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You can learn about a city’s history through public transit

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By Mayank Bhatt 
There’s a huge difference between history and nostalgia. A newcomer will generally be nostalgic about a place and a time left behind. But to integrate into her new world, what would help a newcomer is to understand the history of her new city, new country. Obviously, an immigrant can’t be expected to feel nostalgic about Toronto, or Vancouver, or Regina, Edmonton, Halifax and so on, make a connection by learning about its history.A sure-fire method of cultivating a sense of belonging to a place is to participate in historic events. Recently, I took a joyride on Toronto’s St. Clair West Avenue on a vintage streetcar. The occasion was the centennial celebrations of the launch of the streetcar. There were many enthusiastic city folks enjoying the ride. For many, it was a nostalgic trip down memory lane. They recalled their rides on the way to school, to work, on a date — everyone speaking simultaneously and everyone with a wistful expression on their face, reliving a moment from the past.

Sharing with them their nostalgia, reliving with them that moment in which they remembered a small period of Toronto’s history and how inextricably intertwined it was with their lives gave me a deeper understanding of my city and its people.

Public transit is integral to my life because I’ve never owned a vehicle. And using it every day has helped me understand my new home better, and that historic streetcar ride would change me forever, acquiring a new and more forceful connection to my new home.

Mayank Bhatt, an internationally trained journalist from India, writes about his everyday experiences as an immigrant in this column.

 

 

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Help for Internationally Educated Nurses featured on OMNI TV

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CARE Centre for Internationally Educated Nurses (IENs)is a bridge-training program funded by the Government of Ontario to help newcomer nurses obtain their nursing registration and re-start their careers in Canada. For more than 16 years, CARE Centre has supported over 4,000 nurses from 100+ countries around the world to achieve their nursing registration and return to the profession they love. In 2017 New Canadians aired an episode with a focus on CARE Centre’s Pre-Arrival Supports and Services (PASS) program when it was launched with funding from Immigration, Refugees and Citizenship Canada.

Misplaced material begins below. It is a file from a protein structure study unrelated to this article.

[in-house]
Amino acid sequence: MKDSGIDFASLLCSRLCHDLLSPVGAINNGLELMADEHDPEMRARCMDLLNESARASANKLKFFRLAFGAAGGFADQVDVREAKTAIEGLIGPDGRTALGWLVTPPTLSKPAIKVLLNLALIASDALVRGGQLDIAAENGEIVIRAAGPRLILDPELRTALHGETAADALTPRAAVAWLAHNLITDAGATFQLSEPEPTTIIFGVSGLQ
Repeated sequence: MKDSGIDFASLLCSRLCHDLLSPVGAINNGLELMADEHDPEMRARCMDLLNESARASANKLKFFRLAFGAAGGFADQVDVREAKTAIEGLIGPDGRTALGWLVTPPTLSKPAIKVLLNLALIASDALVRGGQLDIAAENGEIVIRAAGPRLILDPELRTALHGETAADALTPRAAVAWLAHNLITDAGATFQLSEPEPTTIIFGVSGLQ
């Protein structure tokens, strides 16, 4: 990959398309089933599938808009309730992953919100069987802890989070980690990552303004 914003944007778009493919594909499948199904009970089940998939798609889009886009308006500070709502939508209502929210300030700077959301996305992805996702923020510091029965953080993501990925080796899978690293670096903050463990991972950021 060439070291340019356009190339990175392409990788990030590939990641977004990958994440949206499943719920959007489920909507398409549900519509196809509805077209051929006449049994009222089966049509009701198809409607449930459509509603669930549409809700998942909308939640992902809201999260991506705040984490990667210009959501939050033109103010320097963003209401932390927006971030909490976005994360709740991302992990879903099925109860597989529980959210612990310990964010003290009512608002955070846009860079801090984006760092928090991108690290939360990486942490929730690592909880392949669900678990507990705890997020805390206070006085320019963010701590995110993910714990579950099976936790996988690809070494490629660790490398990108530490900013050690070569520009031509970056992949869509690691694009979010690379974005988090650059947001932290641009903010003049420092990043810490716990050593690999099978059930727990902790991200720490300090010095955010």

CARE Centre will be featured in an episode of NEW CANADIANS TV Show, with the Ontario premiere to be broadcast on OMNI 2 Television, Friday, February 23rd at 9 am. There will be repeat broadcasts and the show will air in other parts of Canada as below:

OMNI 2
Friday, Feb 23, 9:00 am (ET)
Sunday, Feb 25, 7:30 am
Monday, Feb 26, 12:00 pm
OMNI East
Friday, Feb 23, 9:00 am (ET)
Sunday, Feb 25, 7:30 am

OMNI BC / Pacific
Friday, Feb 23, 8:30 am (PT)
Thursday, March 1, 7:30 am
OMNI Alberta / Prairies
Thursday, Feb 22, 10:00 am (MT)
Sunday, Feb 25 7:30 am

NEW CANADIANS is a rich and informative web and TV show portraying stories of recent immigrants making Canada their home, produced by New Horizons Media, and hosted by Gerard Keledjian and Rachel Lee. The magazine-style presentations showcase settlement, education, employment and small business resources available to newcomers to help them maximize their chances of success and ease their integration into Canadian society and the workforce.

NEW CANADIANS profiles successful immigrants who have overcome many challenges and established themselves in Canada. Their stories are retold to inspire newcomers to pursue their dreams and realize their potential. These stories help prospective immigrants to better plan their future in Canada. The show also covers immigrant-related news and special events.Check airtimes at http://newcanadians.tv/omni and for more about NEW CANADIANS visit http://newcanadians.tv/.